Nunatsiaq Online
NEWS: Nunavik January 12, 2018 - 7:59 am

Ottawa contributes more money to federal Indigenous policing program

Nunavik's Kativik Regional Police Force one of 185 served by federal program

NUNATSIAQ NEWS

"Today we’re making the greatest federal investment for policing in First Nation and Inuit communities since 1991." That's what Ralph Goodale, the federal minister of public safety, said Jan. 10 as he announced money for 185 First Nation and Inuit police forces, which include Nunavik's Kativik Regional Police Force. (FILE PHOTO)

Policing in Inuit and First Nations communities will receive an additional amount of nearly $300 million over the next five years, Ottawa announced Jan. 10.

That brings the federal government’s total five-year investment in the program to $813.7 million.

Beneficiaries of the continued program include Nunavik’s Kativik Police Force, which, along with 184 other First Nation and Inuit police forces in Canada, receives a portion of its annual operating budget—about $20 million a year, according to the Kativik Regional Government—from this federal program.

The money, earmarked from the First Nations Policing Program, includes, in addition to amounts already announced in the last budget, $144.4 million to support officer safety, policing equipment and salaries, as well as $44.8 million, starting in 2019-2020, for up to 110 additional officer positions.

There no Nunavut communities with agreements in place or coverage under the FNPP.

In 2018-19, the total of $291.2 million in new money will go to communities currently serviced under policing program agreements between the federal government, provincial and territorial governments, and First Nation and Inuit communities.

All these agreements are now set to end March 31.

The tripartite agreement with Ottawa and Quebec City, which came in effect between April 1, 2014 and provides funding for KRPF operations, expires March 31.

“While it is the federal government’s intention to conclude this work before March 31, the option for a one-year extension is available,” states a news release on the funding announcement.

Under the First Nations Policing Program, Canada provides 52 per cent and Quebec 48 per cent of funding for the KRPF.

An agreement with Quebec for the purpose of maintaining police services in the communities is also in effect and also expires March 31, according to information on the KRPF website.

More money flowing from Ottawa means that Quebec will also be looking to contribute more money to the KRPF, which wants, along with other Aboriginal police forces in Quebec, pay equity for its officers with the better-paid Sûreté du Québec provincial police force.

When asked about its plans for the new policing agreement, the KRG, which oversees the KRPF, said it was “premature for the KRPF to make public comments before delivering the list of demands for the policing services in Nunavik to both levels of government (Fed-Prov) for the 2018-2023 exercise.”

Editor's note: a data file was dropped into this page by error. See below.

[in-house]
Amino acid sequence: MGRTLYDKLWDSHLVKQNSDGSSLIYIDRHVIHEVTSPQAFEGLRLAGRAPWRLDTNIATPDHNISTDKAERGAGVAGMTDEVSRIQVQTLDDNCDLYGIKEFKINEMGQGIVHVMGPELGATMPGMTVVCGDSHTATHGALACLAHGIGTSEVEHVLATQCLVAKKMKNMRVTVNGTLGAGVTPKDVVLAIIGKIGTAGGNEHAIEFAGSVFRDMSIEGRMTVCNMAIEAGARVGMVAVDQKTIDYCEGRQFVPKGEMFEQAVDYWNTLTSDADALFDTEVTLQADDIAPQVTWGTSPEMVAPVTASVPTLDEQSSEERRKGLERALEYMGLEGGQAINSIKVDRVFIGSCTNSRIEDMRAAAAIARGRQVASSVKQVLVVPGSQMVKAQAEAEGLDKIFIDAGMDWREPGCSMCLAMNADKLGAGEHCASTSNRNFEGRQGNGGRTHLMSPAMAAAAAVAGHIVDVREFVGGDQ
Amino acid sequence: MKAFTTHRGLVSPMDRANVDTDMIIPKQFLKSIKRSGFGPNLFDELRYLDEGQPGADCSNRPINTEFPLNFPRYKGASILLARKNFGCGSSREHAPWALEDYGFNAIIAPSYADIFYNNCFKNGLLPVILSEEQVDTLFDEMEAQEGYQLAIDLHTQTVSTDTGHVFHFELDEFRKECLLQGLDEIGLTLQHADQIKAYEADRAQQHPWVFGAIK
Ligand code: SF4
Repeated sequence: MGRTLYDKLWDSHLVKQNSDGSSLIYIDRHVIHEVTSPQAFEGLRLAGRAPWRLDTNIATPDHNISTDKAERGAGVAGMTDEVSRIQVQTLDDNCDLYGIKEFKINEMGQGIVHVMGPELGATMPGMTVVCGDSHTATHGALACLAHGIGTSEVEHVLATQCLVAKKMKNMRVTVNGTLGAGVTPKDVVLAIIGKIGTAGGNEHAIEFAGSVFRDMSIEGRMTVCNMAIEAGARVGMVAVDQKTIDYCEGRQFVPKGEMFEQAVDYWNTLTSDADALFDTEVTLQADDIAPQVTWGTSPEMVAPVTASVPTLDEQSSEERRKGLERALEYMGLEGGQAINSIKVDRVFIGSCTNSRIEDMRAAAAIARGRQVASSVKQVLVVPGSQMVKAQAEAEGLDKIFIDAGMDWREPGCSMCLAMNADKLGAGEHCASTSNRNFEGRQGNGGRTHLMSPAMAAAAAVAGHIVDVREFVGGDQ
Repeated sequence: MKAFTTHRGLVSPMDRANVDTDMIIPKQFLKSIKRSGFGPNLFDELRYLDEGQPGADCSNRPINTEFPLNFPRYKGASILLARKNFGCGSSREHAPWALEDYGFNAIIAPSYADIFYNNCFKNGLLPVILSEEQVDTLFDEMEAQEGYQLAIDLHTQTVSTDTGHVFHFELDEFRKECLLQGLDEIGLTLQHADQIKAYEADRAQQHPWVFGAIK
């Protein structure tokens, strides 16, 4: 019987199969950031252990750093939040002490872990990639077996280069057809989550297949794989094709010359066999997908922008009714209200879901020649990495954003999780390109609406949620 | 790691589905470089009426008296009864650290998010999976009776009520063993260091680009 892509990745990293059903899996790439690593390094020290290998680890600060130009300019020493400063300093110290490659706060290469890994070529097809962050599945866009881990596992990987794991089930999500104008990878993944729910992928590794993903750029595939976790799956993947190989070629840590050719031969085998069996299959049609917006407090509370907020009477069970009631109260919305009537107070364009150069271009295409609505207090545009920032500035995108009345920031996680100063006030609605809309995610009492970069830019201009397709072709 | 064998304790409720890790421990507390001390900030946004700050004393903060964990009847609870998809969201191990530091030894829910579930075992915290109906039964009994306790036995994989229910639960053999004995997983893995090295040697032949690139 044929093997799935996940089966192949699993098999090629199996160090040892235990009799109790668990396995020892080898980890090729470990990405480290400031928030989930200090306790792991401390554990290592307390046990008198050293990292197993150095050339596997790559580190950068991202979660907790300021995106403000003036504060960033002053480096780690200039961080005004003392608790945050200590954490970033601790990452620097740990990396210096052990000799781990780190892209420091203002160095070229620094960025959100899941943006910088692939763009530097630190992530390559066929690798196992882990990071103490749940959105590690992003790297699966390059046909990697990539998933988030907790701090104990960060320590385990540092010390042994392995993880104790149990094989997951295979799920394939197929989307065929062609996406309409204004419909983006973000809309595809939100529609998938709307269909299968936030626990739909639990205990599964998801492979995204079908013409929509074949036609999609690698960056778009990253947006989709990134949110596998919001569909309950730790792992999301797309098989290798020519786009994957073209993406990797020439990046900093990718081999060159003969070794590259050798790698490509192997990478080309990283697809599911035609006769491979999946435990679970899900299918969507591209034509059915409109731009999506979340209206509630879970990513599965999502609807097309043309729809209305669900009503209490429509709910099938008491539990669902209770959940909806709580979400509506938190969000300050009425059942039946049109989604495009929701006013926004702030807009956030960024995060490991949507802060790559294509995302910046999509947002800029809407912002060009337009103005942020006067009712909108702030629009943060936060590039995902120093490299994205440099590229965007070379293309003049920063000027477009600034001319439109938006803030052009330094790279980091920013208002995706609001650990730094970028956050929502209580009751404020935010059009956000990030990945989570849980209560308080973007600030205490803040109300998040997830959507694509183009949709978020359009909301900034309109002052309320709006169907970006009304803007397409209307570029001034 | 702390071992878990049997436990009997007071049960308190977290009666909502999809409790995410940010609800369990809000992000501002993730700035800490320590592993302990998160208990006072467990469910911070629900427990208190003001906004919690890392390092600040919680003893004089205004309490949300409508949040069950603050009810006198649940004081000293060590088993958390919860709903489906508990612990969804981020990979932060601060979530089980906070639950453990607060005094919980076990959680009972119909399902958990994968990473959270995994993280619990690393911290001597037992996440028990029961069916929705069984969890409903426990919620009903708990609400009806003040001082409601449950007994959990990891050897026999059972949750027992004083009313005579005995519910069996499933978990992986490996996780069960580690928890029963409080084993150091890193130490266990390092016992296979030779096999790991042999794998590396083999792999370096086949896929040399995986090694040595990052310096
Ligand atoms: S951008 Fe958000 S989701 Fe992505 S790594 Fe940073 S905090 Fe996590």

“The KRPF will be delivering the list of demands in a few days,” the statement to Nunatsiaq News said.

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(5) Comments:

#1. Posted by Mariner on January 12, 2018

Most crime in the Kivalliq Region happens when both the RCMP and By-law Officers are not out patrolling. That’s between the hours of 2 and 6 AM. Why don’t they tap into this fund?

#2. Posted by Tax payer on January 12, 2018

In Nunavik , it s cheaper to have   the KRPF then the SQ with all there benefits

#3. Posted by Wow our money on January 13, 2018

That’s a lot of money, on small populations for policing. Surely not to be found anywhere else in canada like that. I don’t think most Canadians realize how tax money is spent on First Nations crime. The complaints about food prices, lack of housing. There’s no money left to do anything after dealing with policing. Theres only so much money to go around, from hard working Canadians. When you view it all from the bigger perspective, no sympathy for lack of housing and food prices. Ridiculous, and it’s really screwed up.

#4. Posted by Excuse my behaviour on January 13, 2018

Now, one could argue that lack of housing, and high cost of living, leads to behavioural problems, thereby increase the budget for policing. It’s hard to buy that thou. We’re not talking about children with temp tantrums here are we? Like if I don’t get my own way, I’m going to be bad. I say, put it this way, behave well, and you may get a house, with some cheap food from south. Beer prices might go down too, but that would really make no difference, since going crazy comes with a beer or two. People got to take hold of their life.

#5. Posted by Arctic Buzzard on January 15, 2018

Happy that KRPF is finally getting some of the funds badly needed in Nunavik..I just hope the smaller communities get their fair share too. Police officers are the hardest working servants of the public. Knowing there are numerous complaints about them for some actions or inactions may still be a thorn in the flesh but KRPF is going to get better.

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